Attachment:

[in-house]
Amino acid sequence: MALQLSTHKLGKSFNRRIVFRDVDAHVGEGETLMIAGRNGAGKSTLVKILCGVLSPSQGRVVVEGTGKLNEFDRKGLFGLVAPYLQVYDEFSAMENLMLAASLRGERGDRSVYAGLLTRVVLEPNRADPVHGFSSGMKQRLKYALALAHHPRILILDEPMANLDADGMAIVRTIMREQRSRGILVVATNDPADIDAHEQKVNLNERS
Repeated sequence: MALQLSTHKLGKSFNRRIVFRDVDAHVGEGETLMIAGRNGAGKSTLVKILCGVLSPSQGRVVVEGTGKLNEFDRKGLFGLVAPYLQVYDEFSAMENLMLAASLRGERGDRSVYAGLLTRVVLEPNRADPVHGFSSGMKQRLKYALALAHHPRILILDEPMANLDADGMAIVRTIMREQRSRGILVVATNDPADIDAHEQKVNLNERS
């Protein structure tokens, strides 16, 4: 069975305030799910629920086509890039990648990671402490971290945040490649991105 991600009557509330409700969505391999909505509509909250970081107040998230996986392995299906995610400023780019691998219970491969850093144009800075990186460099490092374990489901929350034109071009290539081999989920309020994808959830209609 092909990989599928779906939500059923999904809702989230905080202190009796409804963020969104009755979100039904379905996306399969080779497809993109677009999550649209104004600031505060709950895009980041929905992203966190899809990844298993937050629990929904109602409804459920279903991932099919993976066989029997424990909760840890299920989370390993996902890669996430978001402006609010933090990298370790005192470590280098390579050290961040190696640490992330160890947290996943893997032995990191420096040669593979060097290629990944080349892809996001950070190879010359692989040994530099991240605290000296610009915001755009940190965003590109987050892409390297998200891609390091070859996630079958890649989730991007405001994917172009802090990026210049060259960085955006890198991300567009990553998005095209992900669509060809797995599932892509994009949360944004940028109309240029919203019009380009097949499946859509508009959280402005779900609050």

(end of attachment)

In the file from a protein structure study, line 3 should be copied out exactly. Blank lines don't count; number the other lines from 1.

Repeated sequence: MALQLSTHKLGKSFNRRIVFRDVDAHVGEGETLMIAGRNGAGKSTLVKILCGVLSPSQGRVVVEGTGKLNEFDRKGLFGLVAPYLQVYDEFSAMENLMLAASLRGERGDRSVYAGLLTRVVLEPNRADPVHGFSSGMKQRLKYALALAHHPRILILDEPMANLDADGMAIVRTIMREQRSRGILVVATNDPADIDAHEQKVNLNERS